Author Archives: Paul C. Thistle

About Paul C. Thistle

Paul C. Thistle is the former Curator & CAO of The Sam Waller Museum (1983-1995) and most recently Curator at the Langley Centennial Museum & National Exhibition Centre (2006-2009). He has 26+ years of mission and management work in museums. He writes the Solving Task Saturation for Museum Workers & the Critical Museology Miscellanea blogs. In the field of ethnohistory, he is the author of the national, provincial, and academic award winning book Indian-European Trade Relations in the Lower Saskatchewan River Region to 1840. Manitoba Native Studies II and related journal articles such as "The Twatt Family, 1780-1840: Amerindian, Ethnic Category, or Ethnic Group Identity?" in The Western Metis: Profile of a People. He has teaching experience at the university, college, high school, museum programming, and professional development levels. He has many conference presentations to his credit, including at the 2014 Canadian Museums Association Annual Conference, Toronto, ON & the 2012 American Association of Museums annual conference in Minneapolis, MN. His educational background includes an Interdisciplinary M.A. in history and anthropology and a B.Ed. in cross-cultural and museum education from the University of Manitoba, a B.A. in anthropology and history from the University of Waterloo, and a Museology Certificate from the University of Winnipeg.

Abolition of Peremptory Challenges from the Criminal Code of Canada, 21 June 2019

Patience is a virtue but—in the case of jury selection—it also has been an unjust exigency that has been forced on Indigenous peoples by a succession of Canadian colonialist governments.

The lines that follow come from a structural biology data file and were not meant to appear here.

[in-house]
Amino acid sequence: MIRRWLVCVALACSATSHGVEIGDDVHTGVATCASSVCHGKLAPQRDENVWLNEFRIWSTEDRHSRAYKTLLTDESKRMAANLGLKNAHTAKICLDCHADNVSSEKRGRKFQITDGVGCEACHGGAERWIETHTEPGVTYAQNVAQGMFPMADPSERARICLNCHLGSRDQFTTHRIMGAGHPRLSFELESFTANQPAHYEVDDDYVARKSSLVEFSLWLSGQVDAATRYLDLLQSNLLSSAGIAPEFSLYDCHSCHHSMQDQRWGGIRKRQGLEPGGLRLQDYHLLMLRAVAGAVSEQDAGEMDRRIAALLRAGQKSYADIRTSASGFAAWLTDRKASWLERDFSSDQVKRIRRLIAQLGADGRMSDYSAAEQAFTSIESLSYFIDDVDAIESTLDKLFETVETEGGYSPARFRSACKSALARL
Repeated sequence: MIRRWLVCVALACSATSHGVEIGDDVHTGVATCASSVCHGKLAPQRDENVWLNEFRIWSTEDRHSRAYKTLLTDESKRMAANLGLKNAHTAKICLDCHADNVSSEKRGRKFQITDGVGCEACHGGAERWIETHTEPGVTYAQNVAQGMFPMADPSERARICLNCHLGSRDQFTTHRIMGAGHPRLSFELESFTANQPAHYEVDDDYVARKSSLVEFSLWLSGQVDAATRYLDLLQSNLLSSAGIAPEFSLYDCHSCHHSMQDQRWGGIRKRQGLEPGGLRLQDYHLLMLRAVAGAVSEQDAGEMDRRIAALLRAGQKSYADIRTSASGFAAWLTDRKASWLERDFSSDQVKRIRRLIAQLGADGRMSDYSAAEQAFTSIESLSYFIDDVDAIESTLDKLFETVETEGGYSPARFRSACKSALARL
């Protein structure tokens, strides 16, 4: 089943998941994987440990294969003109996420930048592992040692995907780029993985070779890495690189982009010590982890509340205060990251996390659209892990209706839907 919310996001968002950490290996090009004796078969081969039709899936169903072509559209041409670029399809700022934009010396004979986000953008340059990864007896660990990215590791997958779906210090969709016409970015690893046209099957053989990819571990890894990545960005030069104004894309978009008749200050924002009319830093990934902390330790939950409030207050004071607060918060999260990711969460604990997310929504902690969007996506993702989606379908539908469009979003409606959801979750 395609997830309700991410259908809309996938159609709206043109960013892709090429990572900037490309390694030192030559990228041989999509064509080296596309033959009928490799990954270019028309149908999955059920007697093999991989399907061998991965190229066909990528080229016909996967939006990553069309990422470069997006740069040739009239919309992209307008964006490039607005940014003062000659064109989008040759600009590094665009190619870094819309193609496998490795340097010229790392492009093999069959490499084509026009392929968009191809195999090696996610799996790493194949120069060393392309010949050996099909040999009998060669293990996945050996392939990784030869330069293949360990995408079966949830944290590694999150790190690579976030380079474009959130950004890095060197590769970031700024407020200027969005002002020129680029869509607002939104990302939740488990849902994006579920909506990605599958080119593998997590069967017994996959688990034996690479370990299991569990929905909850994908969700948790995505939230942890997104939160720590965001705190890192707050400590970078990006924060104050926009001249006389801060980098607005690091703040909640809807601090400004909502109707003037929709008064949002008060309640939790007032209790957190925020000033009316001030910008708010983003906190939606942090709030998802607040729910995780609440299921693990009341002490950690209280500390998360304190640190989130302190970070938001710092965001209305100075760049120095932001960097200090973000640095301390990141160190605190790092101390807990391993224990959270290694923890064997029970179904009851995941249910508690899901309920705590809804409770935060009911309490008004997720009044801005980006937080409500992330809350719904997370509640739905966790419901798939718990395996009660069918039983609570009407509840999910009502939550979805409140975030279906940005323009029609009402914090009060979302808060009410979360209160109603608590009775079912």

After at least 143 years of jury colonialism, Canada’s federal government has made changes to prevent Indigenous people from being excluded from juries without a necessary statement of cause.

This has happened 28 years after the 1991 Report of the Aboriginal Justice Inquiry of Manitoba (AJI) stated the following in its Chapter 17 “A Strategy for Action” section on Juries:

Systemic discrimination is clearly seen in the jury selection process. The right and responsibility of Aboriginal citizens to sit on a jury should be ensured by legislative and administrative change. The ease with which Aboriginal people can be excluded from the jury selection process should be stopped.

Action to be Taken by the Federal Government: [emphasis in original]

Amend the Criminal Code to do away with stand-asides and peremptory challenges, to provide that only challenges for cause, dealing with the impartiality of the juror, be permitted, and that the trial judge be the one to rule on any challenge (Hamilton & Sinclair 1991: 656).